Traditionally, the festival of Sri Krishna Jayanthi is one that commemorates the birth anniversary of Lord Krishna. But to the populace of Coastal karnataka, it is a time to celebrate with fun and frolic. Popular traditions include Mosaru Kudike or what is called Dahi Handi in Northern India and another is Hulivesha which is a tiger dance.
Streets in the city are transformed to fit the mood of festivities. The Sri Krishna Mutt or Temple in Udupi has made it a prominent tradition. This temple has a pleasing idol of Balakrishna holding his churning rod and rope in either hands. Competitions are held each year to express their love for this mischievous avatar of little Krishna. A fancy dress competition called ‘Muddu Krishna’ is held in the same theme. Children are divided categorically according to their age groups and are allowed to participate in Moodu Krishna, Balakrishna and Kishore Krishna competitions respectively depending on whether they are below 3 years, 5 years or 8 years respectively. They come on stage with their peacock feathered turbans while onlookers gaze at them in joy. Delicacies like Chakkulis and laddus are shared among worshippers. In Udupi, what is called as Mosaru Kudike is a part of the grand celebration of Udupi’s Vittal Pindi which is celebrated a day after Krishna Janmashtami.
The clay idol of Lord Krishna is carried in a chariot and halted in parts of the street decorated as gopuras. Milk and milk products hung in these gopuras is meant to remind one of Lord Krishna’s love for cow’s milk and his habit of breaking earthen pots containing curd, milk and butter. People dressed in traditional attire try to break these pots while the crowd cheers them on. The crowd may include devotees and visitors who are eager to witness the men representing Yadavas in friendly competition force their way to the earthen pots at the gopuras while the chariot and the charioteers wait.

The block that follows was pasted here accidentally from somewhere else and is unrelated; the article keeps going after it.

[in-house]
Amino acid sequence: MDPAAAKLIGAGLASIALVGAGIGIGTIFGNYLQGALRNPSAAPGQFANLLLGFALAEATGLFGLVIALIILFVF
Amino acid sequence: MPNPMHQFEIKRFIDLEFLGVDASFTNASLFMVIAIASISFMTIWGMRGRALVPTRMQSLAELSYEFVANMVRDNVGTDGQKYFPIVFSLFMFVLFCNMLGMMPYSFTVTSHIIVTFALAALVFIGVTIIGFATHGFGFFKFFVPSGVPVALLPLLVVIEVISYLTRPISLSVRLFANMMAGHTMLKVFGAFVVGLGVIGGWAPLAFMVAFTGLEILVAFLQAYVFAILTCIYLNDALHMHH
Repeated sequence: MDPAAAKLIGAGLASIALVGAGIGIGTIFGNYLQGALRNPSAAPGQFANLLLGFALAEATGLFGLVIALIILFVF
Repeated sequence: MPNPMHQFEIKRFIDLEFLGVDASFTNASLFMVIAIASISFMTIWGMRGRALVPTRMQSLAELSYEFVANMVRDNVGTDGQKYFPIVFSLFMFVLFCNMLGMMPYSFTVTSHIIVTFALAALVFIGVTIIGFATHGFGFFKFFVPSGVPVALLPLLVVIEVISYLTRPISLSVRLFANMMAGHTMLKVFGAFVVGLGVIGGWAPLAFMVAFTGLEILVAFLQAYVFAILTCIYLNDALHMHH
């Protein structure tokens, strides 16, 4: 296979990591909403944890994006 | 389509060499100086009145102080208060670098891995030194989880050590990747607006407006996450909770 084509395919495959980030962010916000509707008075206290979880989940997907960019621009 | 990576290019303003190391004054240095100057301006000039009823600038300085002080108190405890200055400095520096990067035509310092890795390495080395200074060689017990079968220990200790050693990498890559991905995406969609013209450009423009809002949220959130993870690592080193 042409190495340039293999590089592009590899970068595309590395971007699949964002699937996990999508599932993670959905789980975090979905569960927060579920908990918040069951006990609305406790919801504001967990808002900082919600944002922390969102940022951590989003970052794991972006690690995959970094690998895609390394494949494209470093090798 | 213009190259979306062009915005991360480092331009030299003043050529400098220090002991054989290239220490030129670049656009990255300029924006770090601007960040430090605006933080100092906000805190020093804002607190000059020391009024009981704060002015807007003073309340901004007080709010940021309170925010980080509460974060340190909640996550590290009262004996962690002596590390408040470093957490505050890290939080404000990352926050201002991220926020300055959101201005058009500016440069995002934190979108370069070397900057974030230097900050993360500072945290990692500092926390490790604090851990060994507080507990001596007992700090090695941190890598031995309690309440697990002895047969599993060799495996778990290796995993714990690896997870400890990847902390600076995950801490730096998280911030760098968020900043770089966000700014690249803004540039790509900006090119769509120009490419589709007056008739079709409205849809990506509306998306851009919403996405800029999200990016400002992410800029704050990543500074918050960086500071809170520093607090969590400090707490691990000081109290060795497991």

Another part of this festival and a means of entertainment for the people of Coastal Karnataka is the Huli vesha. This is where people dressed as tigers dance in front of the chariot carrying the idol of Krishna to embody the true folk culture of the area. When the Chakkulis and laddus are distributed in the procession, another friendly competition is that of devotees trying to catch them. Another part of the festival includes climbing of the 60 ft tall greased areca palm placed near what is called the kanaka gopura, to attain food items and money tied at the top. At the temple, the idol is taken out of the chariot and immersed in the Madhwa Sarovara pond concludes the Vittal Pindi festival.
Unfortunately for those who look forward to this festival each year, 2020 will not satisfy them due to dangers of spreading the Corona Virus. Though, devotees celebrate Krishna Janmastami in their own homes with feasts prepared by family members and look forward to celebrating the same with grand fervor next year. Our team wishes everyone the best for the festival and hopes that everyone would follow social distancing guidelines.